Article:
Bear Markets – Always In Vs. Sitting Out

This analysis was spurred on by someone who asked if it was better to ride out a bear market, or sit it out.

A bear market is generally defined as a drop of 20% or more in the major indeces.  Sitting out a bear market therefore implies that the portfolio took that initial drop of at least 20% that created the bear market, and the question is, what should be done at that point?

In the table below, for each year 2000 – 2016, I calculate the return on investments in the NASDAQ ETF QQQ two ways.  First, all funds are always invested (i.e., ride it out).  Second, I calculate returns assuming funds are completely withdrawn from the market whenever there has been a drop of 20% or more during the past 200 trading days, otherwise funds are completely invested (i.e., sit it out).

YearAlways In MarketIn Market Exclude Periods of 20% Drops Within 200 Trading Days
2000-39%-4%
2001-32%0%
2002-38%0%
2003+48%+20%
2004+9%+9%
2005+1%+1%
2006+7%+7%
2007+18%+18%
2008-42%-16%
2009+56%+15%
2010+19%+19%
2011+4%+4%
2012+17%+17%
2013+31%+31%
2014+19%+19%
2015+5%+5%
2016+9%+9%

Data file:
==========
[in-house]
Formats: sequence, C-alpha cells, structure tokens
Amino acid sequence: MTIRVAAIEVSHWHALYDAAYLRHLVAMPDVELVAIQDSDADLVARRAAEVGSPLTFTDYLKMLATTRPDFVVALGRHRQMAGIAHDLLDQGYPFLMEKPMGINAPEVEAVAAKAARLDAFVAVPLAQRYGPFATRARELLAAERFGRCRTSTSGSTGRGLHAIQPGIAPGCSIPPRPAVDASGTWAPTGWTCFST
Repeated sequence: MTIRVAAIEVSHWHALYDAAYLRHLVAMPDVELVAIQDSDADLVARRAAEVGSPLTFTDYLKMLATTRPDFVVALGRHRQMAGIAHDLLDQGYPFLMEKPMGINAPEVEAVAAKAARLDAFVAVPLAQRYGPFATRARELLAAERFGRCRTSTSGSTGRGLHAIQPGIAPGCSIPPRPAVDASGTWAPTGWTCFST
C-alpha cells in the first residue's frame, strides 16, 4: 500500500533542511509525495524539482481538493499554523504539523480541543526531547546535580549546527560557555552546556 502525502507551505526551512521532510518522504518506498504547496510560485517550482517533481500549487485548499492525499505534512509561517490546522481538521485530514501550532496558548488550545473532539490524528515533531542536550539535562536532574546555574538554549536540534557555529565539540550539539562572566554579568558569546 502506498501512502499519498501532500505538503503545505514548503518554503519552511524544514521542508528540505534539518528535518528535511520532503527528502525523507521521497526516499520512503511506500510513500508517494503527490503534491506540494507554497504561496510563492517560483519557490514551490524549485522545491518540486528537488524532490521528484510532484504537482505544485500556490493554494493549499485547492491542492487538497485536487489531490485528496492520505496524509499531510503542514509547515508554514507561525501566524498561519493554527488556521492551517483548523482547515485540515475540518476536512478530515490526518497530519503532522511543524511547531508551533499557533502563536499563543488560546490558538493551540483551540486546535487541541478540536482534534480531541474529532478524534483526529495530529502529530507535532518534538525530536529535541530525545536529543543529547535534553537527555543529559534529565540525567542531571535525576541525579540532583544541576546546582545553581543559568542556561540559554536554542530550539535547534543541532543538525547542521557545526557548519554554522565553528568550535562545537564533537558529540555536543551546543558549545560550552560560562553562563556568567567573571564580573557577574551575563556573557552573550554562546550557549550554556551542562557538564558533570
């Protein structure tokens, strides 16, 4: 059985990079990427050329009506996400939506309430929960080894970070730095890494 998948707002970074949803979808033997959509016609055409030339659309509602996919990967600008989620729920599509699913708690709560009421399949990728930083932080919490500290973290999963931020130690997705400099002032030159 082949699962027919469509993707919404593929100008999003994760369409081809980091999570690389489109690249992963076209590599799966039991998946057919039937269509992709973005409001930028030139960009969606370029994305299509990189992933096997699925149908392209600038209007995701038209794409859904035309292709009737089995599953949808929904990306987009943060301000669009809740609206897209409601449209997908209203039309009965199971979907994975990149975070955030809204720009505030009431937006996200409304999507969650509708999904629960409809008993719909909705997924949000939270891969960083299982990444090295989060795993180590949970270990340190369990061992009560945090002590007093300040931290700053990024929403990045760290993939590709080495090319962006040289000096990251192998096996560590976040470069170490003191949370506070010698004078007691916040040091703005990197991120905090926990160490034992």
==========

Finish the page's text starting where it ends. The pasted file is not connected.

Anyone who was an investor during 1999 – 2002 remembers the carnage of the ‘dot-com’ crash, and that’s reflected in the ‘ride it out’ strategy.  The initial drop doesn’t show up in the ‘sit it out’ strategy because the first big drop occurred in 1999 (QQQ didn’t trade for the entire year, so that year isn’t included in the table).

It’s unfortunate that there wasn’t a full year of data for QQQ for 1999 so it could be included in the table, as this makes ‘sit it out’ look better than it should during this period.  Accepting, though, that ‘sit it out’ did indeed suffer that initial 20%+ drop just as ‘ride it out’ did, for the next three years sitting it out was a better choice, even though that meant missing out on some of the rebound of 2003.

Again, for 2008 – 2009, we see that ‘ride it out’ was quite a wild ride.  The overall net return during this period on ‘sit it out’ wasn’t much different, but the volatility was significantly less.

For the other years there was no difference between the two strategies, since there were no bear markets.

This is an analysis of past performance, but past performance is not a guarantee of future performance.

Comments / Questions: joseph AT StockMarketMovement.com